Submitted by BlogEditor on Mon, 02/06/2017 - 15:11
“Black people don’t go to therapy, Joan; we go to church.” So says one woman to her struggling friend on the TV sitcom Girlfriends after her friend admits that she wants to find a therapist. This moment captures an important insight: Identities, like race, gender, and socioecomonic status, are linked to health behaviors. The behaviors that people choose to engage in to promote their health are shaped by what identities come to mind and the strategies for improving health that are linked to those identities.
Submitted by BlogEditor on Sun, 01/22/2017 - 07:08
On our final day in San Antonio, check out the convention through the social media accounts of our attendees. Saturday's highlights included Ravenna Helson, our 2017 Legacy Award Winner and a community discussion, "What Now?
Submitted by BlogEditor on Mon, 03/20/2017 - 15:18
Student Poster Award Winners Jessica Gamburg, Rima Touré-Tillery, & Y. Jin Youn were invited to write a post for the blog.
By Jessica Gamburg
After making a new acquaintance, how do we choose whether to pursue a friendship with that person? And what role do our own important goals—e.g., weight loss, physical fitness, abstinence from alcohol—play in behaviors surrounding the formation of new friendships?
Submitted by BlogEditor on Sat, 01/21/2017 - 18:25
Researchers are split over guilt. Many of them think that guilt is negative—it feels bad, it’s related to poor functioning, and it’s something we should reduce in our lives. (That may be your assessment, too.)
But another group of researchers suggests that guilt is good. It leads people to take actions to repair relationships and engage in prosocial behavior. Our attempts to get rid of guilt lead to good behavior—and ultimately the guilt experience and response is positive.
Submitted by BlogEditor on Sat, 01/21/2017 - 18:19
As challenging as it may be to publish research in leading psychology journals it’s something that researchers signed up for and know how to do, even if it doesn’t always feel that way. Sharing their findings with their academic colleagues via peer reviewed publications is what they signed up for. When it comes to sharing their findings with a popular audience, many academics find themselves out of their comfort zone and, despite good intentions, find it difficult to navigate publication in the popular media effectively.
Submitted by BlogEditor on Sat, 01/21/2017 - 08:03
Friday at the Annual Convention started early with a 5K Fun run and walk, followed by the opening Presidential Plenary, "Social and Personality Psychology in Industry: What Next?." Attendees experienced a busy day of scientific sessions, a towhn hall forum, careeer networking and receptions. Even for those attending convention, there's so much to see it's hard to get to everything.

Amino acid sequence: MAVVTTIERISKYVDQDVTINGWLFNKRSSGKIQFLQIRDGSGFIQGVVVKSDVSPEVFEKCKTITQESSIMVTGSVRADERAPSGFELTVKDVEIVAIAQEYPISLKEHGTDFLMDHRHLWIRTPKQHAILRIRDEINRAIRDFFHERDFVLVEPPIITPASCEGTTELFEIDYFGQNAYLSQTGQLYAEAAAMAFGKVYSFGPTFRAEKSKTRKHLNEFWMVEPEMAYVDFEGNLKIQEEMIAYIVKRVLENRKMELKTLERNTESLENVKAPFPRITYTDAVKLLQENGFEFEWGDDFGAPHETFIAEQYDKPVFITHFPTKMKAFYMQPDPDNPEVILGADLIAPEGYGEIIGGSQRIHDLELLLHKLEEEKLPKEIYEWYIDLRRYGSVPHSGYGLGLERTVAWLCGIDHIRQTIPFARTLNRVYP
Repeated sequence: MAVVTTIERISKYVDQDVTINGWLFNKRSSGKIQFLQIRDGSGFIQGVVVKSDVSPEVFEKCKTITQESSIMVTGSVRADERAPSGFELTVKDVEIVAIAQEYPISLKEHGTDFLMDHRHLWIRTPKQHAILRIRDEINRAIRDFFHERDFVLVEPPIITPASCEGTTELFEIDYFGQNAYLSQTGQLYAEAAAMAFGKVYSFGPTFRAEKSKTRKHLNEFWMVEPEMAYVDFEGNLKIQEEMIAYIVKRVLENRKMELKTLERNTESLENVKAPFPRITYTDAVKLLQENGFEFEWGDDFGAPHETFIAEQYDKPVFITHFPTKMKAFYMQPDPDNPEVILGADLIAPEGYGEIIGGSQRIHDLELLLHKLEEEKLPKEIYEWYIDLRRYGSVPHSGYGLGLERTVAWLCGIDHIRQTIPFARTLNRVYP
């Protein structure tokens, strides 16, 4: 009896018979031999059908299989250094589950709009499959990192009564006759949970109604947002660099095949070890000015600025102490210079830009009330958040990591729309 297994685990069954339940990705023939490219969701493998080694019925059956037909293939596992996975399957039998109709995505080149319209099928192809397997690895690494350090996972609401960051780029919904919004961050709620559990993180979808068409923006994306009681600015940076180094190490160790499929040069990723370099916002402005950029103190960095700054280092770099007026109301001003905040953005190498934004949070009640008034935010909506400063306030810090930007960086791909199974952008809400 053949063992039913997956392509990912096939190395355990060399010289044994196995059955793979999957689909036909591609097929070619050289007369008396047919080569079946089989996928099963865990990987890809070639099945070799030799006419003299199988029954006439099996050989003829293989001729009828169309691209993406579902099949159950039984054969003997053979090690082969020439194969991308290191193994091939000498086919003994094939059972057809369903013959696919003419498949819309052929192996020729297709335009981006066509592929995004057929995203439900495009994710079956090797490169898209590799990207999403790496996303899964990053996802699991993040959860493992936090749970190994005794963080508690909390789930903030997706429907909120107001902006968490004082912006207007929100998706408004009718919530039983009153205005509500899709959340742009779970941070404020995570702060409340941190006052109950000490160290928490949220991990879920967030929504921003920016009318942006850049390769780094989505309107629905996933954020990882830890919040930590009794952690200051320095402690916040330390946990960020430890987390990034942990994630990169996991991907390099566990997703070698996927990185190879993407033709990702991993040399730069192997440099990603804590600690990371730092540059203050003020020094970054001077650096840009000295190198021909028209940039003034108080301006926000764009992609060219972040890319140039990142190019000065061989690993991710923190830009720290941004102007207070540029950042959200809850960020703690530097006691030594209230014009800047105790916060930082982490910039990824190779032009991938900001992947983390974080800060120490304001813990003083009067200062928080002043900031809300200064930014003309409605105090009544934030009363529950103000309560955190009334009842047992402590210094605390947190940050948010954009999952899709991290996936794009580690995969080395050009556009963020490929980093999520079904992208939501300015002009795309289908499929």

Submitted by BlogEditor on Fri, 01/20/2017 - 19:31
Anyone who has been to the doctor recognizes that medical diagnoses and treatments are embedded in a social context. Patients are influenced not only by what tests are performed and what treatments are suggested, but how the doctor communicates the results of these tests makes recommendations, and engages with patients. How can we use the social context to improve healthcare?
Submitted by BlogEditor on Fri, 01/20/2017 - 16:30
We make rapid, intuitive judgments of others frequently—but what happens when they turn out to be wrong? How do we update them? In his talk “Perceived Frequency Governs Impression Updating” at the symposium “First Impressions: When are They Updated? When are They Maintained?” Peter Mende-Siedlecki presented behavioral and neuroscientific evidence examining what information changes our minds about other people.
Submitted by BlogEditor on Fri, 01/20/2017 - 08:58
On Thursday, the 18th Annual Convention kicked off in San Antonio with preconferences, receptions, and the awards ceremony. Even for those who do make it to the convention, there's so much to see it's hard to get to everything. Here's a recap of some of the things you may have missed. View on Storify.
Submitted by BlogEditor on Thu, 01/19/2017 - 20:44
“Wealth equals health” has been a commonly accepted principle for decades. Beginning in 1967, the classic Whitehall studies revealed that higher-class British civil servants had lower risks of mortality from a wide range of diseases